Messina doesn’t believe in made-up content. Back to honesty. It’s also employed a photographer and videographer to document the Messina Gelato process to create empathetic storytelling about the brand.

Tim Tams x Messina


Some may say doing slightly odd things like collaborating with a commercial brand such as Tim Tams was a risk, but producing four limited edition biscuit flavours was nothing if not disruptive. Did Messina sell out? Marketing genius if you ask me. Although Messina already had the street cred, the collab definitely helped Messina’s brand awareness and a commercial giant was able to play with the cool cats for once, so a win-win for both.

Uber x Messina


In 2015, Uber partnered with Messina to deliver free ice-cream as an incentive to sign up an Uber account. This was a very clever approach from both brands. Who says ‘no’ to free ice-cream?

Cash or App


In the past, the fastest way to transact in an ice-cream shop was with old fashioned cash. Yes cash money. But as technology is developing at a rapid rate, Gelato Messina has created a super easy smartphone app that allows customers to pay with their phone, earn points and redeem exclusive member deals. 

Messina Creative Department


Garlic and vanilla gelato anyone? This concept is where eight customers are invited to a Sydney or Melbourne store to try a seven course degustation menu. This is how Gelato Messina challenges itself to make sure it’s continuing to push the boundaries on how certain products fit together. This is a true indication of what passion looks like in the cool food industry.

Would Messina be where it is today without its disruptive marketing approach? If you haven’t yet had the Messina Gelato experience, stop what you are doing right now and head down to your nearest store. And let us know what you thought (and which flavour you had).


Imagery sources: http://www.gelatomessina.com/au

Hard Edge is a strategic marketing and creative agency for disruptive brands. 
To learn more email or
call us on +61 3 9245 9245.

Disruptive brands: a bloody good idea, and the guts to believe

Let’s cut to the chase. If you want to stand out from competitors, do things differently. Disruptive brands are different because they get people engaged and immersed in their brand’s equity.

Apple, Amazon and Uber’s success isn’t about finding new markets. It’s entering established markets and disrupting (and improving) the way things are done through innovative technology and thinking. Turning their competitors upside down in the process.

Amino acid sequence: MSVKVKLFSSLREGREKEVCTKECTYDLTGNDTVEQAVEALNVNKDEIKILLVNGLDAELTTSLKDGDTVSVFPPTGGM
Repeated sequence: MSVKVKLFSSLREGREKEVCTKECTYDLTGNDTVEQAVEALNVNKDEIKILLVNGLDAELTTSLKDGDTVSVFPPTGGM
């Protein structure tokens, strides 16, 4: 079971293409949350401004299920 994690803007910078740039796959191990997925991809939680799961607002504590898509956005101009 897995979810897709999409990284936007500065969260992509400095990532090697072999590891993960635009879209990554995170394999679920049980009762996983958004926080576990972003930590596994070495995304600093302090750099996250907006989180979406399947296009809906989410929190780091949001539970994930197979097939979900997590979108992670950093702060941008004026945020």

“Disruption is all about risk-taking, trusting your intuition, and rejecting the way things are supposed to be done,” is how Richard Branson puts it. “Disrupting goes way beyond advertising; it forces you to think about where you want your brand to go and how to get there.”


Into the fire

Last week, I saw Notel Founder James Fry demonstrate his new start-up. It was inspiring to witness how he disrupted the accommodation sector by importing six retro Airstream trailers from the U.S., had them lifted by crane on to an unused Melbourne laneway rooftop, and fitted them out as five-star accommodation.

His guiding objective was simple: do the opposite of what traditional hotels do and offer an experience along the way. He did away with the expensive minibar, for example; supplied a 12.9” iPad instead of a television, minus the expensive movie selection, with Netflix ready to go; and created a smartphone app that allows access to your five-star caravan.

James asked an old friend, Jake Smallman (Studio Self-titled) to develop a clever identity and way finding system and enlisted the infamous Ash Keating to spray-paint a mesmerising feature wall. As if this disruptive idea wasn’t clever enough, the ingenious part was James relied only on Instagram and PR to spread the word. He didn’t use any advertising.

So has it worked? Well, weekend accommodation is booked out for the next six months. Would this brilliant idea work outside Melbourne? Let us know your thoughts on this disruptive brand and get in touch if you need help differentiating and marketing your brand.

Hard Edge is a strategic marketing and creative agency for disruptive brands. 
To learn more email or
call us on +61 3 9245 9245.